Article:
The Garment Museum is an institution that was created in 2004, although its collections have been shown in other museums since 1925, principally in the Regional and Historic Garment Museum. In 2004, almost eighty years after the creation of that Museum, the current Garment Museum was created to bring together the collections that were scattered throughout other museums.
The Garment Museum contains a wide variety of historic and contemporary collections. It preserves rare but important pieces from the 16th and 17th centuries, including a woman’s vest from the end of the 16th century. The collection from the 18th century includes excellent examples of men’s suits, such as the extensive and lovely collection of jackets and waistcoats, as well as the collection of women’s riding jackets and authentic garments from the majismo movement. The 19th century has a more limited representation in terms of the number of objects, but the various styles of the period are represented. The museum also houses a significant collection of garments from the most important designers of the 20th century.
The building that houses the Garment Museum was built from 1971 to 1973, and was inaugurated in 1975 as the Spanish Museum of Contemporary Art. Architect Jaime López de Asiain, who received the National Prize for Architecture in 1969, designed it. The building was conceived as a museum from its very inception, and is perfectly suited for this with its multi-use rooms, its ease of circulation, and the cleanliness and flexibility of its design.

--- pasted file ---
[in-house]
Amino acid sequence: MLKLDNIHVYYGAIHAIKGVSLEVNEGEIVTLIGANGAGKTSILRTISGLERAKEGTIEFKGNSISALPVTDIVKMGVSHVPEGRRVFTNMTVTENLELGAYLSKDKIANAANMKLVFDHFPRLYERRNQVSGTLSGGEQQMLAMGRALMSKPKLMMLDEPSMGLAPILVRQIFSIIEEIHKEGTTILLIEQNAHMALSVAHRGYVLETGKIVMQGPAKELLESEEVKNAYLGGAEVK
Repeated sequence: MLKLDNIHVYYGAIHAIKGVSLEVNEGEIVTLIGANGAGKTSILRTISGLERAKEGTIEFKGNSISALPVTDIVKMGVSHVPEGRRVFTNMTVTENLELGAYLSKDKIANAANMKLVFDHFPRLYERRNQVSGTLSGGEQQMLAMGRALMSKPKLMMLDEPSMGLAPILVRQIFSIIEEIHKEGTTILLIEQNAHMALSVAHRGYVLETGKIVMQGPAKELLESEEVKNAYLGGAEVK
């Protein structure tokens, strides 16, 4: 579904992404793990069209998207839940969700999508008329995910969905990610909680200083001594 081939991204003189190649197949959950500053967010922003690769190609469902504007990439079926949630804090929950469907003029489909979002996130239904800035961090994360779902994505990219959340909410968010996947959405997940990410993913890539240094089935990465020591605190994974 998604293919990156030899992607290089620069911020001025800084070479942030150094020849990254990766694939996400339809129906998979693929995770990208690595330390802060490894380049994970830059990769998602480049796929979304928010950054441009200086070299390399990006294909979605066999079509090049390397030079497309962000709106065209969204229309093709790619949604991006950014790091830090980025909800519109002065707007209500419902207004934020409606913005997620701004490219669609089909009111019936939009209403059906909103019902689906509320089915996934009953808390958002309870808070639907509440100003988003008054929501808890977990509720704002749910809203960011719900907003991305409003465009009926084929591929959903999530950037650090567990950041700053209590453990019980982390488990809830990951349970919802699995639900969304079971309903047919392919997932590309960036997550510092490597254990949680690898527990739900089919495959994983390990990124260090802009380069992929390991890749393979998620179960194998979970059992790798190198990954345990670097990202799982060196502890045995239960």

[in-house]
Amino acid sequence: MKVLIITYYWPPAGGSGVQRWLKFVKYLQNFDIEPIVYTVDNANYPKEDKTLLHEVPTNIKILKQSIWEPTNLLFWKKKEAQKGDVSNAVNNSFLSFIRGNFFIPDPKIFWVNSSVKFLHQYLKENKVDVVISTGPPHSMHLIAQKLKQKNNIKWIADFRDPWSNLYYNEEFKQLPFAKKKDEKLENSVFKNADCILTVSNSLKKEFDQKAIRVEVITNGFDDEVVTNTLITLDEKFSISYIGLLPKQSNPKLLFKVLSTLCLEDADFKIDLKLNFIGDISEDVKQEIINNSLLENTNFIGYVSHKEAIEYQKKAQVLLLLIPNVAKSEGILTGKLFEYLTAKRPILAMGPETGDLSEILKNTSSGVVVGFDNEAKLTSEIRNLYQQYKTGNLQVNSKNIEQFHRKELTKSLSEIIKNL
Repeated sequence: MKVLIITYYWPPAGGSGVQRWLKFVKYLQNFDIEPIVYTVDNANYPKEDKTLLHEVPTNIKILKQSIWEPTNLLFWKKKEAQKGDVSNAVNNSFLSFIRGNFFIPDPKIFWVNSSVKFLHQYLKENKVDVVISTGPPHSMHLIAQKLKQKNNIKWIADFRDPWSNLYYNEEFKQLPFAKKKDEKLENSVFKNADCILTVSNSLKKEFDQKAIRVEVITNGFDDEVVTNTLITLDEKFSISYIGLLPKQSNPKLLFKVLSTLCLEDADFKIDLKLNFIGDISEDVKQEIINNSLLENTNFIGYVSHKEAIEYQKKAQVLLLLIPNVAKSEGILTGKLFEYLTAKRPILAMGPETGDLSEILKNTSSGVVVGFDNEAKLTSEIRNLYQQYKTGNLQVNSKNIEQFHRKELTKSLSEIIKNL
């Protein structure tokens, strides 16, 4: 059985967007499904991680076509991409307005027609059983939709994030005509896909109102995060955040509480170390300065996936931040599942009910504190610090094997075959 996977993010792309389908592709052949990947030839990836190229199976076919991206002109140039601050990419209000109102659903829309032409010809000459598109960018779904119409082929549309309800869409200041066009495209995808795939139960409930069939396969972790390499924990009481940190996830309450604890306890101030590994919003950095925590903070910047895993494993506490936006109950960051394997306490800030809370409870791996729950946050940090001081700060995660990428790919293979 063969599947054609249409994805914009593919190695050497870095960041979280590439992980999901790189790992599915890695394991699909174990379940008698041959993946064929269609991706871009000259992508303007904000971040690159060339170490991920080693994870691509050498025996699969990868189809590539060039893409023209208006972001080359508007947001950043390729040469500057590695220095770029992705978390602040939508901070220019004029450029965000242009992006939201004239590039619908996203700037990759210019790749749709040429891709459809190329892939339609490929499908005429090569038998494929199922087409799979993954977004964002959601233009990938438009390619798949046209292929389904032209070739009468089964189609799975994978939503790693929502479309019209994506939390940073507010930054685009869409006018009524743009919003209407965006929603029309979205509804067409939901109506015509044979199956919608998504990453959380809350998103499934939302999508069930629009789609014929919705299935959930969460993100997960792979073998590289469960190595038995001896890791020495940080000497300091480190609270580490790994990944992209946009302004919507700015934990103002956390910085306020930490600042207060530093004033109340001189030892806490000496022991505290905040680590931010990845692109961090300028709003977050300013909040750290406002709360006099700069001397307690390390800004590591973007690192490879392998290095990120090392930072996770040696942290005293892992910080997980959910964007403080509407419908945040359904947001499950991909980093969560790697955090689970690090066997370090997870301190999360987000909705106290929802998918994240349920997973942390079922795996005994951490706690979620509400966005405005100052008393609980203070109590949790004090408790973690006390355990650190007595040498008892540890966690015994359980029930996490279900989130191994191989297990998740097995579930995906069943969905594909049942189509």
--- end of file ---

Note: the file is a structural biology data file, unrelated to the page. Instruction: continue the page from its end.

The permanent collection is temporarily closing for air conditioning system repair. However, the rooms exhibiting the evolution of fashion and haute couture from the mid-twentieth century to the present will remain open.
In addition, the temporary exhibition room is showing ‘Vistiendo y desvistiendo el Museo’ (Dressing and undressing the Museum), a chronologically arranged selection of the most important items in the Museum.
While the Museum is partially open, admission is free.